In the College of Arts and Sciences .
Co-directors: R. Lieberwitz (ILR), 361 Ives Hall, firstname.lastname@example.org; Julia Markovits (Philosophy), 220 Goldwin Smith Hall, email@example.com; and E. York Cornwell (Sociology), 390 Uris Hall, firstname.lastname@example.org.
Law & Society Minor
The Law & Society minor provides an opportunity for focused study of the interaction between law and society from an interdisciplinary perspective predominantly rooted in the social sciences and humanities: anthropology, comparative literature, economics, government, history, philosophy, psychology, science and technology studies, and sociology.
The Law & Society minor is open to all undergraduates. Though many of those who register for the minor have intentions of going on to law school or a law-related profession, Law & Society is not designed as a minor only for students interested in entering law school. The best candidates for the Law & Society minor are students interested in broader relations between legal institutions and historical and contemporary societies. This broader topic is, and should be, of interest to many students, regardless of whether they intend to enter the legal profession. A large selection of courses and on-campus events is available for completing the minor. The benefits of a student’s participation depend on the particular courses and events selected, and the effort and interest invested.
Basic requirements for the minor:
To allow sufficient time for a coherent program of study to be developed and completed, students who have an interest in the Law & Society minor should register using the online Registration Form before the start of the second semester of their junior year. Under extenuating circumstances, late registrations may be accepted at the discretion of the directors, but only if the registrant has a plan already formulated for completing the minor’s requirements. Late registrants can use the standard online registration form, which will also serve as their completion plan.
- Successfully complete 5 courses from the Approved Course List which groups courses from a wide variety of disciplines across the social sciences and the humanities into five categories.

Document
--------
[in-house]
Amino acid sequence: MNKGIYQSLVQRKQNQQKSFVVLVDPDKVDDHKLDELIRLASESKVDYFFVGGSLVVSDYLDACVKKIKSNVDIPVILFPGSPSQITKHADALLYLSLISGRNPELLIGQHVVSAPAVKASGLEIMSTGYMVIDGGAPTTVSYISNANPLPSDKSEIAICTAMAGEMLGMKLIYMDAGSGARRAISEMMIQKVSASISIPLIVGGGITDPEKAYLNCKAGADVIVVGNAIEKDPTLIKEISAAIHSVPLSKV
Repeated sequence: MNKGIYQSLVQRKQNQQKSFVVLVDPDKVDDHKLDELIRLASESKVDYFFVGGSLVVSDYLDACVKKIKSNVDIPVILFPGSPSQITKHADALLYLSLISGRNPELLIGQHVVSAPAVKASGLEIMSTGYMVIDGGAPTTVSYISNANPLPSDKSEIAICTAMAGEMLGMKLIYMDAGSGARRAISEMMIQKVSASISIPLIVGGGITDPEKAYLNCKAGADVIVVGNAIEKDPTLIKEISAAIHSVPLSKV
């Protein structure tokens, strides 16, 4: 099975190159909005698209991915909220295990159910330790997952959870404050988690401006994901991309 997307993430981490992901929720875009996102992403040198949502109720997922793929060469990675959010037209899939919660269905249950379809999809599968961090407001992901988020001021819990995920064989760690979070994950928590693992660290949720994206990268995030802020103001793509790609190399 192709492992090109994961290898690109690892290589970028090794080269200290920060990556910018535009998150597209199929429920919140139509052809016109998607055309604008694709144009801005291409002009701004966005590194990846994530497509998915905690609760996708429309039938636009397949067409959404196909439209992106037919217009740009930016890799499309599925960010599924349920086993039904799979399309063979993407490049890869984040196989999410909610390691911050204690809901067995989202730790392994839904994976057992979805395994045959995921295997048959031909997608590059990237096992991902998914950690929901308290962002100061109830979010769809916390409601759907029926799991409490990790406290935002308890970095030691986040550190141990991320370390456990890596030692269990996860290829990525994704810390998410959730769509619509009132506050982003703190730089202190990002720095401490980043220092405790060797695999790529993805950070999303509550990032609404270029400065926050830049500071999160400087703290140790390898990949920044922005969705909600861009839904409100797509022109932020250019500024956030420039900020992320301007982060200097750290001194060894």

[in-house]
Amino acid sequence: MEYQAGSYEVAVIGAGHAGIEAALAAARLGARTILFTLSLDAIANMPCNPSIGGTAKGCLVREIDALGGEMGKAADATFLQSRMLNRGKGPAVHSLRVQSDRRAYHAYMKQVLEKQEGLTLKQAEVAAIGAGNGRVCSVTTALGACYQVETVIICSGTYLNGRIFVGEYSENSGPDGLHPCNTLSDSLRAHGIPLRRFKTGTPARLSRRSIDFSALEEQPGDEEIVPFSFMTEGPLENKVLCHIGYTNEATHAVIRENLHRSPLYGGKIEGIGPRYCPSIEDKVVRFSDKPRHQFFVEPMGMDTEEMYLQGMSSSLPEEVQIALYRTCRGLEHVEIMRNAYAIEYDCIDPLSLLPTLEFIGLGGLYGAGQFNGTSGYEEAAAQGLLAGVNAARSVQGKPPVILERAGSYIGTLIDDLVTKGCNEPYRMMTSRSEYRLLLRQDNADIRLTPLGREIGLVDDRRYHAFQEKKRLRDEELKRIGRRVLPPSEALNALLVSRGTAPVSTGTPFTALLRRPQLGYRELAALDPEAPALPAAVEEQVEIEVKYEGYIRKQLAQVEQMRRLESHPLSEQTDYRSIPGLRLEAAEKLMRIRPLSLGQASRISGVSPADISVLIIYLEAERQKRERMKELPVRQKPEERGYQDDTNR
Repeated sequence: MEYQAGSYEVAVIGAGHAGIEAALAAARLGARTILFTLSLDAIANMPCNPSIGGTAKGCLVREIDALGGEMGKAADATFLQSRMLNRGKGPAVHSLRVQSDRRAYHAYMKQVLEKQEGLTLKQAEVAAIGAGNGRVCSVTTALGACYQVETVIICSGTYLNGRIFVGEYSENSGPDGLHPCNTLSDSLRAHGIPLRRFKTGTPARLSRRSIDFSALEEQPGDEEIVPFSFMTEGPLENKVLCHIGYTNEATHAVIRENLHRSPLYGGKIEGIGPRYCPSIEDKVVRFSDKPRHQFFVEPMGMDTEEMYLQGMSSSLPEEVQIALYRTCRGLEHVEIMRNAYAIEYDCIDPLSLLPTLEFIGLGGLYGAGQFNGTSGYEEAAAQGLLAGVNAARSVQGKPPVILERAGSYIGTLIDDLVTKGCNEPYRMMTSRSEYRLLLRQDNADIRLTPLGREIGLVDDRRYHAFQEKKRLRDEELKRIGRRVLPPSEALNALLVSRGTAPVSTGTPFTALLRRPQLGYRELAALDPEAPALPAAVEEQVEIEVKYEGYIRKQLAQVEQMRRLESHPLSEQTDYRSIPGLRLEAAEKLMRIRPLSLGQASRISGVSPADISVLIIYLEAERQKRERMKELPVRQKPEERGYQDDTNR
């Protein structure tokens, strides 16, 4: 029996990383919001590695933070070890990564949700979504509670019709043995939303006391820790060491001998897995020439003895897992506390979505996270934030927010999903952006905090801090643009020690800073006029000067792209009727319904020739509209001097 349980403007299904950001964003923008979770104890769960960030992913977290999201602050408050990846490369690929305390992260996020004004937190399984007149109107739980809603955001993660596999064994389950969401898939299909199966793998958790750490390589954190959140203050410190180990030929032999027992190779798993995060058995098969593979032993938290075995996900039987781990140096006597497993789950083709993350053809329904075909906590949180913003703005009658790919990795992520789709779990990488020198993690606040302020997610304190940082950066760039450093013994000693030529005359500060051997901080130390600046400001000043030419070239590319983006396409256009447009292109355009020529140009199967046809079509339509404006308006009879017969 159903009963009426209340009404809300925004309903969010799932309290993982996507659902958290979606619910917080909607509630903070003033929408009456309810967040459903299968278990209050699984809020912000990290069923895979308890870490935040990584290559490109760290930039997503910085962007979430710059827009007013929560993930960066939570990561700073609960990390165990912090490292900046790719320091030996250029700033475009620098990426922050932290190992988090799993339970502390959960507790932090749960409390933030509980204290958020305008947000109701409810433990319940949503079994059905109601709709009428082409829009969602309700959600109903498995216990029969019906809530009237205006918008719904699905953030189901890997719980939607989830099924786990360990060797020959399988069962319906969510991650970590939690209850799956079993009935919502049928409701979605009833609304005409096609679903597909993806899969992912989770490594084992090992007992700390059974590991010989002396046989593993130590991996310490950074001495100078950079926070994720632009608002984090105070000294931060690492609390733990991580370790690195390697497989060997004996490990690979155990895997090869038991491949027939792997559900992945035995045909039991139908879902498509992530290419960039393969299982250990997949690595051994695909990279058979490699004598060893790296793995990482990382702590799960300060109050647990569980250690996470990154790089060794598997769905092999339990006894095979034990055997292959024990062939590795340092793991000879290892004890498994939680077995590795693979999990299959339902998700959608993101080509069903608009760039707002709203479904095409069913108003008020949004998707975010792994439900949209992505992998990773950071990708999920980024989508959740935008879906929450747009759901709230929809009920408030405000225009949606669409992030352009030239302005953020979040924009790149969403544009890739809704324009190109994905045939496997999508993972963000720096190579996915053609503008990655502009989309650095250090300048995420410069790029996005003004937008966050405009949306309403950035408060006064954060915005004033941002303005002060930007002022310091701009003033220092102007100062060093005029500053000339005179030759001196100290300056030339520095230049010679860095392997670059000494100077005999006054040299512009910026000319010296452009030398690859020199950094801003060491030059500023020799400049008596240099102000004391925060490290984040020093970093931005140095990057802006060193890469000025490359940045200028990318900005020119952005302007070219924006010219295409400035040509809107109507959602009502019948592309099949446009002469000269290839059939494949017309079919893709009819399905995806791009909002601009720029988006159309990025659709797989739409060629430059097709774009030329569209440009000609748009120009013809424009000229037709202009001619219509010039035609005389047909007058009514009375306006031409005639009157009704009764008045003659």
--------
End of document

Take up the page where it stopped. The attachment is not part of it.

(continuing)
Below is a sampling of courses within each category.
Category 1: Legal Institutions
HIST 1600 - [History of Law: Great Trials]
GOVT 1313 - Introduction to Comparative Government and Politics
ILRLR 2010 - Labor and Employment Law
GOVT 3032 - Politics of Public Policy in the U.S.
LAW 4131 - The Nature, Functions, and Limits of Law
Category 2: Law and Policy
SOC 2220 - Controversies About Inequality
GOVT 3121 - Crime and Punishment
NTRES 3311 - Environmental Governance
PAM 2300 - Introduction to Policy Analysis
SOC 2208 - Social Inequality
Category 3: Law and Social Structure
LAW 4051 - Death Penalty in America
PAM 3250 - Neighborhoods, Housing, and Urban Policy
ILRIC 4330 - Politics of the Global North
PAM 2030 - Population and Public Policy
GOVT 3012 - [The Politics of Poverty in the U.S.]
Category 4: Law and Culture
GOVT 4021 - American Conservative Thought
INFO 4200 - Information Policy: Applied Research and Analysis
AEM 2350 - Introduction To The Economics Of Development
LAW 2650 - Psychology and Law
ILRLR 4075 - Values, Rights, and Justice at Work
Category 5: Law and Ethics
PHIL 2410 - Ethics
BSOC 2061 - Ethics and the Environment
INFO 1200 - [Information Ethics, Law, and Policy]
PHIL 2430 - Moral Dilemmas in the Law
ILRLR 3830 - Workers’ Rights as Human Rights
Wild Card Option
PHIL 2990 - Foundations of Law and Society may be counted toward any category. This course is a “wild card.”
Courses should be 3 or 4 credits, taken for a letter grade (B- or better to count, starting with Spring 2020 semester courses), and cover at least 3 (of 5) categories, with no more than 2 courses in any one category or department. (NOTE: All ILR courses are considered as one department.) Crosslisted courses can be counted as any of the departments in which they are crosslisted.
At the discretion of the Law & Society directors, permission may be granted to substitute an appropriate course that has been:
- accepted from another educational institution toward the student’s degree program (1 course maximum)
- taken as part of a semester abroad program
- recently added to the Cornell curriculum
Petitions for course substitutions must be submitted prior to the student’s final semester using the online Course Petition Form.
At registration, students are included in a listserve to receive information about events approved for credit. After each of the two events attended (by the end of the semester in which the event occurred), an event report form must be submitted to receive credit.
Students are expected to keep track of their courses taken/events attended. When all five courses have been completed or begun, the Certification for Graduation Form needs to be submitted so that the student’s official record can be updated to show the 5 courses to be counted. (NOTE: If the two events have not yet been attended, “TBD” can be entered on the form.) This form is REQUIRED for you to complete the minor and have the minor designation added to your transcript.
More information and required forms can be found on the Law & Society minor web page.
The Law & Society minor is administered by Ethics and Public Life (EPL), a program of the Sage School of Philosophy. For more information, consult the web site or contact the EPL Program Assistant at 218 Goldwin Smith Hall, email@example.com, (607) 255-8515.